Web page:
Sunday, May 18, 2014

The Dead in their Vaulted Arches

You know those books where you finish them and have no desire to go back into regular life or read another book?  The book is still so present in your mind that all you want to do is sit and go over the book again and feel sorry that it wasn't longer.  Well, that was how the last Flavia de Luce book was for me.  I've read some great books recently, but none of them have stuck with me like this.  I read it in about two sittings in one day and it was wonderful.

I'd heard some bloggers mention that this book isn't like the earlier books and this made me a little worried that I wouldn't like it as well.  I definitely agree with them, this book is a little different from the earlier books.  The other books followed the pattern of a pretty classic mystery that Flavia solves by traveling around her little village finding clues and talking to people.  Along the way, of course, there is some family friction and little side adventures, but the point is solving the mystery.  Well, this final book doesn't follow this pattern at all.

As the story begins, the de Luce family is standing on the railway station waiting for their long-lost dead mother who wrecked in the alps (I think...but I can't absolutely remember where it was) when Flavia was a baby.  As they stand waiting, a tall man comes over to Flavia and murmurs, "You like pheasant sandwiches, too?"  Minutes later, somebody shoves him onto the railway and he is run over by the train.  As the family members begin to flock to Buckshaw, Flavia learns more and more about her mother and she begins to suspect that there is more to her mother's death than meets the eye.  Is it perhaps connected to the man who died on the railway tracks?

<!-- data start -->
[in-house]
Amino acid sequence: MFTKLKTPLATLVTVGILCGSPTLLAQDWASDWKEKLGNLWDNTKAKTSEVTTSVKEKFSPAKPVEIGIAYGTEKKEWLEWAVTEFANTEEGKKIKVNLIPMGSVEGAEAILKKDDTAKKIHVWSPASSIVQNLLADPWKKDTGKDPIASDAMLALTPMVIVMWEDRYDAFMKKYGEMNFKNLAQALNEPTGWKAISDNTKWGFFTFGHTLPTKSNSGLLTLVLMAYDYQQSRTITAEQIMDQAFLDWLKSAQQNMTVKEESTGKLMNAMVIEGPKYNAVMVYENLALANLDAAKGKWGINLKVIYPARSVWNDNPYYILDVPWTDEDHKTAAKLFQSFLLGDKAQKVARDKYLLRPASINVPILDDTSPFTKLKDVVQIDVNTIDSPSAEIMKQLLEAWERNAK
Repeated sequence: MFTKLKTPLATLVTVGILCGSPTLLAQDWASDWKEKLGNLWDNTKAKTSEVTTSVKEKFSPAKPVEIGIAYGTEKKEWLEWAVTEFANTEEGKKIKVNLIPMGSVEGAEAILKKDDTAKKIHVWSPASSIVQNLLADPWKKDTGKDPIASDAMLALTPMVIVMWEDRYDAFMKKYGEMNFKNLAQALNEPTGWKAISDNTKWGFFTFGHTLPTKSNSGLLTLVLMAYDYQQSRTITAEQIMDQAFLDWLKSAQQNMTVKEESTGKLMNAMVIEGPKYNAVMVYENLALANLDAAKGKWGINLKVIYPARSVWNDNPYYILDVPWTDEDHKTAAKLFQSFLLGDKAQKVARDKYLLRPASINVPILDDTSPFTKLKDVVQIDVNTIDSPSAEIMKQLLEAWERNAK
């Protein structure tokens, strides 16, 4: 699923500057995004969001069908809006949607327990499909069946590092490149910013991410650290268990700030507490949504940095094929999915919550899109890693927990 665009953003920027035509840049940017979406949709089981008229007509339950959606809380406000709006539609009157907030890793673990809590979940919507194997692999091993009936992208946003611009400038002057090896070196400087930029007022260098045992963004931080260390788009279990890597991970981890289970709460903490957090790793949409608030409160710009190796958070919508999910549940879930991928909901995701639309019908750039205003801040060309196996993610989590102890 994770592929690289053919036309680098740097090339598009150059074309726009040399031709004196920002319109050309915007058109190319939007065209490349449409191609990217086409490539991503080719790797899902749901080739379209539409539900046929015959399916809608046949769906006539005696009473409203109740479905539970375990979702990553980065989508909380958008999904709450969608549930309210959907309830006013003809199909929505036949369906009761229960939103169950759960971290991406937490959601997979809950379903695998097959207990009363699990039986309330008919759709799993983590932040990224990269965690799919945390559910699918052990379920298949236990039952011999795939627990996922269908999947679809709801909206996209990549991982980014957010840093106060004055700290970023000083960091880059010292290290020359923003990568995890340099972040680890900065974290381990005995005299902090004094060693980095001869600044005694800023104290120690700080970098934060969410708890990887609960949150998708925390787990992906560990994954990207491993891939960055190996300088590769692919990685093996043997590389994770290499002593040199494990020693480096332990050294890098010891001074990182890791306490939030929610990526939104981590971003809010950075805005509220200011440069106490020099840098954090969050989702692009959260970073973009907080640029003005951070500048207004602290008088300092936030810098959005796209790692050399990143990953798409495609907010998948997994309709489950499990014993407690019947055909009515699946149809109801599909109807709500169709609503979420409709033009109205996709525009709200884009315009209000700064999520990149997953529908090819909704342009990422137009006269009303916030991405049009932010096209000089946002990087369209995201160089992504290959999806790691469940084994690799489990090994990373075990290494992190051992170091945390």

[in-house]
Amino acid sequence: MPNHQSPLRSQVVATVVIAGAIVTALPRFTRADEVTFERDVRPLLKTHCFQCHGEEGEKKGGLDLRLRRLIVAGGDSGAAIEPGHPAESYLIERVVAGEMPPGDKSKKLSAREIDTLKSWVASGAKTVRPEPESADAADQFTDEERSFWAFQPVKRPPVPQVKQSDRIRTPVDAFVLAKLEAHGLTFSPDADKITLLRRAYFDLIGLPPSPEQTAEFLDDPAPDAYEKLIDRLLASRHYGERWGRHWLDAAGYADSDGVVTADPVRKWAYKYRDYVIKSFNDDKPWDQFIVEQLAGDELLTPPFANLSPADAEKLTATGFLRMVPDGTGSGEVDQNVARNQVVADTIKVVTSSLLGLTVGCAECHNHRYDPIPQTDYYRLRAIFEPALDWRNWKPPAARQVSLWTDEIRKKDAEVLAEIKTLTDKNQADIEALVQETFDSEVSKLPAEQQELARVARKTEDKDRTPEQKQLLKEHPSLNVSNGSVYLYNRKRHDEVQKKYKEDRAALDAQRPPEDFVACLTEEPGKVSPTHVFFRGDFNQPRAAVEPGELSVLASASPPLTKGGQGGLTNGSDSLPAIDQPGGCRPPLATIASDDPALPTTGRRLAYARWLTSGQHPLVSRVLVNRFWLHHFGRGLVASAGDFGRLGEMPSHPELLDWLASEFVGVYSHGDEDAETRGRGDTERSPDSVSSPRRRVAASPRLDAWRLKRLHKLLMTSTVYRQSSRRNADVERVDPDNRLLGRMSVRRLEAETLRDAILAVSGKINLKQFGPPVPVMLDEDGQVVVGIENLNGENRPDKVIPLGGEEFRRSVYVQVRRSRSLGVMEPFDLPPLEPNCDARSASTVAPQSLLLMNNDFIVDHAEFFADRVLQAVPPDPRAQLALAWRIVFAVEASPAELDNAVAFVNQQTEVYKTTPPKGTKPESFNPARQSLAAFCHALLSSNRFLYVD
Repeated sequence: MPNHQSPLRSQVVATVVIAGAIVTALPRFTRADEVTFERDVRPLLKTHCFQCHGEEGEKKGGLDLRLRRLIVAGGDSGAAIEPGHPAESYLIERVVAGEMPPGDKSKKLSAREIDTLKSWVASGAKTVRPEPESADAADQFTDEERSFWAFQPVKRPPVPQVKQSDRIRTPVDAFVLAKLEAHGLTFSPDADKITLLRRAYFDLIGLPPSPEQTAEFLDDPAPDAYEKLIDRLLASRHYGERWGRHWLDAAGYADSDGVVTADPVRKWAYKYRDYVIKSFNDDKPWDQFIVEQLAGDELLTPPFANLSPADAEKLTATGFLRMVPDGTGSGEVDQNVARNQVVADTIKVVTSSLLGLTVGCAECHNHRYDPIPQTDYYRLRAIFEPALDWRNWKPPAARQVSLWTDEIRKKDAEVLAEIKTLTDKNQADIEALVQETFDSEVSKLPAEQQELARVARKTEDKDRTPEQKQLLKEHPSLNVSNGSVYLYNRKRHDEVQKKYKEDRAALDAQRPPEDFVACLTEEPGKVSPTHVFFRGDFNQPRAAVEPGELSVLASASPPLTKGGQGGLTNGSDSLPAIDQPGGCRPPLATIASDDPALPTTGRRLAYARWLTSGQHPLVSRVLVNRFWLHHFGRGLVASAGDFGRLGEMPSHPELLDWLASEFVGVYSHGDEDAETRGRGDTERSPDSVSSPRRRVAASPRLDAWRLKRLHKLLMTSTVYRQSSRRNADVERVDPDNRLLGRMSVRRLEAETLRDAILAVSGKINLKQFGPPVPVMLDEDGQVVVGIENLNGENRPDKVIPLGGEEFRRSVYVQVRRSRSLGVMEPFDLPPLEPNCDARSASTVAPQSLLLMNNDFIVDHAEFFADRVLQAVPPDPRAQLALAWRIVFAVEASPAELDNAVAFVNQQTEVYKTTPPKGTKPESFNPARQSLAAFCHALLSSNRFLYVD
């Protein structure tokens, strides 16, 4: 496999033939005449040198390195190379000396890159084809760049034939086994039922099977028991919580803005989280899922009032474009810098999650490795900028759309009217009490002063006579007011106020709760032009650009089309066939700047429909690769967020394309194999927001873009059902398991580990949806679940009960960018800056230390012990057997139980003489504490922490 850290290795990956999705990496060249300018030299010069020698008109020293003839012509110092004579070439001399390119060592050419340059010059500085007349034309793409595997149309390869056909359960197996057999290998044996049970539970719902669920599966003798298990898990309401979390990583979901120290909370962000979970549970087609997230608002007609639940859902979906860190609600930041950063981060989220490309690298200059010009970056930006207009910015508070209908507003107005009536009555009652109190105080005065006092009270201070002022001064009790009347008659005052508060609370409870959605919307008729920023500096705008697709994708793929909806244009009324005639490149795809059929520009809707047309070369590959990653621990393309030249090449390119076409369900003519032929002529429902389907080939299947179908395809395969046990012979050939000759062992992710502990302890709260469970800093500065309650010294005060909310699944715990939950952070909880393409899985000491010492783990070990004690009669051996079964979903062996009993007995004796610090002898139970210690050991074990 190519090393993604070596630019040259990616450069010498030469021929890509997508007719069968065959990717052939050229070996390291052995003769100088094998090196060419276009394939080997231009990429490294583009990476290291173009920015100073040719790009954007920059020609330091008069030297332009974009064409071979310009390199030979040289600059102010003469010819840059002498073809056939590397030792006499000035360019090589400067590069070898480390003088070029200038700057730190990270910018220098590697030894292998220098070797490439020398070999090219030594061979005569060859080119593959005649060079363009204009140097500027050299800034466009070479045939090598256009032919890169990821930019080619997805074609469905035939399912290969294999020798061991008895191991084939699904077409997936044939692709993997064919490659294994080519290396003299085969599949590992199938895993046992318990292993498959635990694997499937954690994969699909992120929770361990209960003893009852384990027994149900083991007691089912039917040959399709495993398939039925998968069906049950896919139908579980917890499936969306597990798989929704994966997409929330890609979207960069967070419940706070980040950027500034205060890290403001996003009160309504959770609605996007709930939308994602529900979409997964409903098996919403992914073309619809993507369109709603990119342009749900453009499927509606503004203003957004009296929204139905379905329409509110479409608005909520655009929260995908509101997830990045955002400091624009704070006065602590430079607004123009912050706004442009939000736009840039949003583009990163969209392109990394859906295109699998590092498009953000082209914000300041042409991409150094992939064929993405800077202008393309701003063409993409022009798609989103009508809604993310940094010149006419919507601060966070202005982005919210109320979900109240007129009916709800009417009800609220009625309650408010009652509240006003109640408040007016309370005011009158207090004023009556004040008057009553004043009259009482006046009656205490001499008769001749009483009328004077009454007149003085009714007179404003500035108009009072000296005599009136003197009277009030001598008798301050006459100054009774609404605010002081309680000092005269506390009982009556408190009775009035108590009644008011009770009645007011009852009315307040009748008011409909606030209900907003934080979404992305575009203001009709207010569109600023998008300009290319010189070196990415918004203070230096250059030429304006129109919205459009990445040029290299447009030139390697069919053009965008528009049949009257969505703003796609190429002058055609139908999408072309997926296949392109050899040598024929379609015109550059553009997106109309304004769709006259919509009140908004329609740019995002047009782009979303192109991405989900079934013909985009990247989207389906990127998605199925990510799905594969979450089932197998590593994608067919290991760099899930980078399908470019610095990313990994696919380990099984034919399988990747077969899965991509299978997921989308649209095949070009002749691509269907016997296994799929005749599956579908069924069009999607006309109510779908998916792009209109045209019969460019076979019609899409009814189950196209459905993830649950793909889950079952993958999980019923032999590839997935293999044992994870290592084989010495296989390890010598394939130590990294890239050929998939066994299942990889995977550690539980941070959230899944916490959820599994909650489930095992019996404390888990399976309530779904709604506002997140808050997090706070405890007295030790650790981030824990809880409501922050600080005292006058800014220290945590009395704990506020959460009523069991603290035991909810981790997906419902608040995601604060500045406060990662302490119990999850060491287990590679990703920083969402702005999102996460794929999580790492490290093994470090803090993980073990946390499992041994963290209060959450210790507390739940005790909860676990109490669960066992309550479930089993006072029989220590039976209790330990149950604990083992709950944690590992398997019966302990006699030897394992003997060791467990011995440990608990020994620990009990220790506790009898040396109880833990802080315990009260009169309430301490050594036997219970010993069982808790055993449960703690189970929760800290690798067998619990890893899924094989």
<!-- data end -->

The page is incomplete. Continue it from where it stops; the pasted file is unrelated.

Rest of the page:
Alan Bradley wrote about Flavia's mother's death and the reactions of the family so beautifully; I found the funeral scene so heartbreaking that it gave me chills.  I tend not to like extremely emotional scenes in books, but this was so believable and understandable that I thought it was very appropriate. The ending surprised and pleased me and the loose ends were so nicely tied up that I was left feeling quite satisfied with Flavia's lot.

I don't just recommend this series.  You must read this series.  I'm even considering buying these and re-reading all of them, they were so good.  However, if you don't want to buy them, please, please, please check them all out of the library and read them.  I promise, you will be glad that you did.

And that's the end of the Flavia de Luce series.  I've heard murmurings about there being more books, but who knows.  On Good Reads, the seventh book is listed with a 2015 release date, so we'll see...
Oh, but please, Alan Bradley, I want more!

Here are the links to all the blog posts I wrote about Flavia de Luce:

http://bookandaquilt.blogspot.com/2014/03/flavia-de-luce.html

http://bookandaquilt.blogspot.com/2014/04/a-red-herring-without-mustard.html

http://bookandaquilt.blogspot.com/2014/04/i-am-half-sick-of-shadows.html

http://bookandaquilt.blogspot.com/2014/04/speaking-from-among-bones.html

And here's the handy-dandy amazon link, so you can order this straight away, if you so choose.





2 comments:

  1. In an interview on Cornflower Books, it pretty definitively states that though the original contract was for six books, it's been extended for ten...I think you have hope!

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    1. Oh goody! Thanks for doing the research for me!

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